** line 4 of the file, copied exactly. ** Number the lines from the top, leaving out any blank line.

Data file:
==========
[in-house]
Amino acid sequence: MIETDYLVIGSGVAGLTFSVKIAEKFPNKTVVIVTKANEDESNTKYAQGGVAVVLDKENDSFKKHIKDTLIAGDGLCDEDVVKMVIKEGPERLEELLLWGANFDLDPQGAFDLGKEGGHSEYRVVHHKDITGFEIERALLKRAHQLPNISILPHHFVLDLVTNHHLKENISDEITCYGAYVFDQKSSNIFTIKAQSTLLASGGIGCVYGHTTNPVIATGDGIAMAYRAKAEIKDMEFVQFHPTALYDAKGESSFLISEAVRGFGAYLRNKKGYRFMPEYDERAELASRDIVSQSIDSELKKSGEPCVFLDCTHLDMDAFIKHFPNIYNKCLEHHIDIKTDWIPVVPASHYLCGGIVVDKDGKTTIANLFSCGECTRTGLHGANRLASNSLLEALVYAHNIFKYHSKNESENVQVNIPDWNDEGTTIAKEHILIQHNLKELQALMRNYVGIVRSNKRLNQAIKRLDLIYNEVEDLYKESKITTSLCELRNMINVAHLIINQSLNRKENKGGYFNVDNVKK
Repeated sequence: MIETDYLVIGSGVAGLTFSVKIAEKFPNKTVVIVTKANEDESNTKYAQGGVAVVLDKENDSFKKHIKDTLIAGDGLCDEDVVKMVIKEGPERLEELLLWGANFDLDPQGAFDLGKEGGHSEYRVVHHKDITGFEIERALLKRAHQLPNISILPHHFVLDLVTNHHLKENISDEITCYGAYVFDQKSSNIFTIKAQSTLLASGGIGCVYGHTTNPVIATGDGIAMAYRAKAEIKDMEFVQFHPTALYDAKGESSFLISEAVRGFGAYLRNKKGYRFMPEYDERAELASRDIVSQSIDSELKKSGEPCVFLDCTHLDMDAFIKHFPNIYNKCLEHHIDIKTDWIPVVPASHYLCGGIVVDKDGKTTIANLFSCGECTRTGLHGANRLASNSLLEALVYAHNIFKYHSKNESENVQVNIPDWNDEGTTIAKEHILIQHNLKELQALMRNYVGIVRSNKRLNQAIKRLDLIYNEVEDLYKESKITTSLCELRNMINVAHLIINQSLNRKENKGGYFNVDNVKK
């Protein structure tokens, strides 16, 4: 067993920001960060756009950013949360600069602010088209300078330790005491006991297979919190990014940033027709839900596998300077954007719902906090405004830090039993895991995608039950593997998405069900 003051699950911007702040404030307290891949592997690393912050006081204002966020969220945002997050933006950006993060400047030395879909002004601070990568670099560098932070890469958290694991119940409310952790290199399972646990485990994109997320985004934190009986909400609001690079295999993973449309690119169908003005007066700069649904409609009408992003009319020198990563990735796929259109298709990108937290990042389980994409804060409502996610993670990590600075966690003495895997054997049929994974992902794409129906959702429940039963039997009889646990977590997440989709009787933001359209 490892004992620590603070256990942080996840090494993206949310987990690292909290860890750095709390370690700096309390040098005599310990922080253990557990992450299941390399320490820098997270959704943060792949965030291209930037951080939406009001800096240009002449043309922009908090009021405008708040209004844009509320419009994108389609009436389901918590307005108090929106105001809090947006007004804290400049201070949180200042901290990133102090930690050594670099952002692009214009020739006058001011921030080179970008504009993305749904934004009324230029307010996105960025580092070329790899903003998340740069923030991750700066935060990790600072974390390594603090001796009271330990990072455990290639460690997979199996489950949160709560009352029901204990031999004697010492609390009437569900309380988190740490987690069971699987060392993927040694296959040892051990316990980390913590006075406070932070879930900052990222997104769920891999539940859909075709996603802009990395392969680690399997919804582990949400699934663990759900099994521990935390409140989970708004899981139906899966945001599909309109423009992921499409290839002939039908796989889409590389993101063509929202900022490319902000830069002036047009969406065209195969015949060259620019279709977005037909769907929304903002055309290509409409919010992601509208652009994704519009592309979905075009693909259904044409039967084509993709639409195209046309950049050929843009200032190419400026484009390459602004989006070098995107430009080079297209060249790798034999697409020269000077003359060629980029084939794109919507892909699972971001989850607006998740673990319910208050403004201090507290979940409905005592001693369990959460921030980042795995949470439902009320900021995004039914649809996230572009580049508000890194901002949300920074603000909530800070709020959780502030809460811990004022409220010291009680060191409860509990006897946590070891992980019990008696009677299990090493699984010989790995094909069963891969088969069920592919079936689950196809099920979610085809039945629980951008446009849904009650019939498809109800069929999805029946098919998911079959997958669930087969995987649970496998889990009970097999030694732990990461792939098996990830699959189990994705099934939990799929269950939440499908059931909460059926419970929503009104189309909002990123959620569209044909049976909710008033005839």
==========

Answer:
């Protein structure tokens, strides 16, 4: 067993920001960060756009950013949360600069602010088209300078330790005491006991297979919190990014940033027709839900596998300077954007719902906090405004830090039993895991995608039950593997998405069900 003051699950911007702040404030307290891949592997690393912050006081204002966020969220945002997050933006950006993060400047030395879909002004601070990568670099560098932070890469958290694991119940409310952790290199399972646990485990994109997320985004934190009986909400609001690079295999993973449309690119169908003005007066700069649904409609009408992003009319020198990563990735796929259109298709990108937290990042389980994409804060409502996610993670990590600075966690003495895997054997049929994974992902794409129906959702429940039963039997009889646990977590997440989709009787933001359209 490892004992620590603070256990942080996840090494993206949310987990690292909290860890750095709390370690700096309390040098005599310990922080253990557990992450299941390399320490820098997270959704943060792949965030291209930037951080939406009001800096240009002449043309922009908090009021405008708040209004844009509320419009994108389609009436389901918590307005108090929106105001809090947006007004804290400049201070949180200042901290990133102090930690050594670099952002692009214009020739006058001011921030080179970008504009993305749904934004009324230029307010996105960025580092070329790899903003998340740069923030991750700066935060990790600072974390390594603090001796009271330990990072455990290639460690997979199996489950949160709560009352029901204990031999004697010492609390009437569900309380988190740490987690069971699987060392993927040694296959040892051990316990980390913590006075406070932070879930900052990222997104769920891999539940859909075709996603802009990395392969680690399997919804582990949400699934663990759900099994521990935390409140989970708004899981139906899966945001599909309109423009992921499409290839002939039908796989889409590389993101063509929202900022490319902000830069002036047009969406065209195969015949060259620019279709977005037909769907929304903002055309290509409409919010992601509208652009994704519009592309979905075009693909259904044409039967084509993709639409195209046309950049050929843009200032190419400026484009390459602004989006070098995107430009080079297209060249790798034999697409020269000077003359060629980029084939794109919507892909699972971001989850607006998740673990319910208050403004201090507290979940409905005592001693369990959460921030980042795995949470439902009320900021995004039914649809996230572009580049508000890194901002949300920074603000909530800070709020959780502030809460811990004022409220010291009680060191409860509990006897946590070891992980019990008696009677299990090493699984010989790995094909069963891969088969069920592919079936689950196809099920979610085809039945629980951008446009849904009650019939498809109800069929999805029946098919998911079959997958669930087969995987649970496998889990009970097999030694732990990461792939098996990830699959189990994705099934939990799929269950939440499908059931909460059926419970929503009104189309909002990123959620569209044909049976909710008033005839």